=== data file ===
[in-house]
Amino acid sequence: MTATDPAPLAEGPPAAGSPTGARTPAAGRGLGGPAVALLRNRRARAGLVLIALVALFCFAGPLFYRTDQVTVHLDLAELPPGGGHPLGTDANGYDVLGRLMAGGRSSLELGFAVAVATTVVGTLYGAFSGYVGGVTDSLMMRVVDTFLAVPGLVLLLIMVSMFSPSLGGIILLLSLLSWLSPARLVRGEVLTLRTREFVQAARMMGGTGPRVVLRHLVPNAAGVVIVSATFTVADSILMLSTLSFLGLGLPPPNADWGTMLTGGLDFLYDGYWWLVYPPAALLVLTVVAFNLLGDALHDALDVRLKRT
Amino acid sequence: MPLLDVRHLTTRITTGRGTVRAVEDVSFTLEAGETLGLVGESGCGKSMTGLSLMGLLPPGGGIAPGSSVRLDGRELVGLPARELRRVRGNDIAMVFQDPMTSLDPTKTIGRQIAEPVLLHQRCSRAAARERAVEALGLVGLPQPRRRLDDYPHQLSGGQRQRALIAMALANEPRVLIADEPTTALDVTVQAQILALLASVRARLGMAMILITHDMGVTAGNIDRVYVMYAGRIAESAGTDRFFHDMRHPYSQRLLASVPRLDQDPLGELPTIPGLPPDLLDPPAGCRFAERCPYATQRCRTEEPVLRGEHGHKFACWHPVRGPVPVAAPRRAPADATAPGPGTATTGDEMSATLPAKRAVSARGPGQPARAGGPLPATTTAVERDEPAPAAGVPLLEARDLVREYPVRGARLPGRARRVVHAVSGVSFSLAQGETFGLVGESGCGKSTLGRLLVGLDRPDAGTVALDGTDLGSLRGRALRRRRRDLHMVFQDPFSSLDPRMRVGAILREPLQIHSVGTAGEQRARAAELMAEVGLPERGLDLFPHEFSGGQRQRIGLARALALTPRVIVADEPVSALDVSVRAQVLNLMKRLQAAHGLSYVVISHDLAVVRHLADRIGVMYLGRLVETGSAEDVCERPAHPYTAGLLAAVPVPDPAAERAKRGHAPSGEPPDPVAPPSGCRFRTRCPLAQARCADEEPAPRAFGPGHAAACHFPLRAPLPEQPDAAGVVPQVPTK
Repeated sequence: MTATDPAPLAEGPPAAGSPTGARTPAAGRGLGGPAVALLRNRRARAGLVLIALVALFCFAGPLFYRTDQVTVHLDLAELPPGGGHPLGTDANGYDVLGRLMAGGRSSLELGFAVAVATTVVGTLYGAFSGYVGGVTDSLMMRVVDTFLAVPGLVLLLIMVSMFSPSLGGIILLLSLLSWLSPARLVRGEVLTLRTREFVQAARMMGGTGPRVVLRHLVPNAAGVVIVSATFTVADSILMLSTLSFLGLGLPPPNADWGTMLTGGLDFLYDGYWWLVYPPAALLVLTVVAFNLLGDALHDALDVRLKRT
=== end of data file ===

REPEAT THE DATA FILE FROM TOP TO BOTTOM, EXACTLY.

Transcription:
[in-house]
Amino acid sequence: MTATDPAPLAEGPPAAGSPTGARTPAAGRGLGGPAVALLRNRRARAGLVLIALVALFCFAGPLFYRTDQVTVHLDLAELPPGGGHPLGTDANGYDVLGRLMAGGRSSLELGFAVAVATTVVGTLYGAFSGYVGGVTDSLMMRVVDTFLAVPGLVLLLIMVSMFSPSLGGIILLLSLLSWLSPARLVRGEVLTLRTREFVQAARMMGGTGPRVVLRHLVPNAAGVVIVSATFTVADSILMLSTLSFLGLGLPPPNADWGTMLTGGLDFLYDGYWWLVYPPAALLVLTVVAFNLLGDALHDALDVRLKRT
Amino acid sequence: MPLLDVRHLTTRITTGRGTVRAVEDVSFTLEAGETLGLVGESGCGKSMTGLSLMGLLPPGGGIAPGSSVRLDGRELVGLPARELRRVRGNDIAMVFQDPMTSLDPTKTIGRQIAEPVLLHQRCSRAAARERAVEALGLVGLPQPRRRLDDYPHQLSGGQRQRALIAMALANEPRVLIADEPTTALDVTVQAQILALLASVRARLGMAMILITHDMGVTAGNIDRVYVMYAGRIAESAGTDRFFHDMRHPYSQRLLASVPRLDQDPLGELPTIPGLPPDLLDPPAGCRFAERCPYATQRCRTEEPVLRGEHGHKFACWHPVRGPVPVAAPRRAPADATAPGPGTATTGDEMSATLPAKRAVSARGPGQPARAGGPLPATTTAVERDEPAPAAGVPLLEARDLVREYPVRGARLPGRARRVVHAVSGVSFSLAQGETFGLVGESGCGKSTLGRLLVGLDRPDAGTVALDGTDLGSLRGRALRRRRRDLHMVFQDPFSSLDPRMRVGAILREPLQIHSVGTAGEQRARAAELMAEVGLPERGLDLFPHEFSGGQRQRIGLARALALTPRVIVADEPVSALDVSVRAQVLNLMKRLQAAHGLSYVVISHDLAVVRHLADRIGVMYLGRLVETGSAEDVCERPAHPYTAGLLAAVPVPDPAAERAKRGHAPSGEPPDPVAPPSGCRFRTRCPLAQARCADEEPAPRAFGPGHAAACHFPLRAPLPEQPDAAGVVPQVPTK
Repeated sequence: MTATDPAPLAEGPPAAGSPTGARTPAAGRGLGGPAVALLRNRRARAGLVLIALVALFCFAGPLFYRTDQVTVHLDLAELPPGGGHPLGTDANGYDVLGRLMAGGRSSLELGFAVAVATTVVGTLYGAFSGYVGGVTDSLMMRVVDTFLAVPGLVLLLIMVSMFSPSLGGIILLLSLLSWLSPARLVRGEVLTLRTREFVQAARMMGGTGPRVVLRHLVPNAAGVVIVSATFTVADSILMLSTLSFLGLGLPPPNADWGTMLTGGLDFLYDGYWWLVYPPAALLVLTVVAFNLLGDALHDALDVRLKRT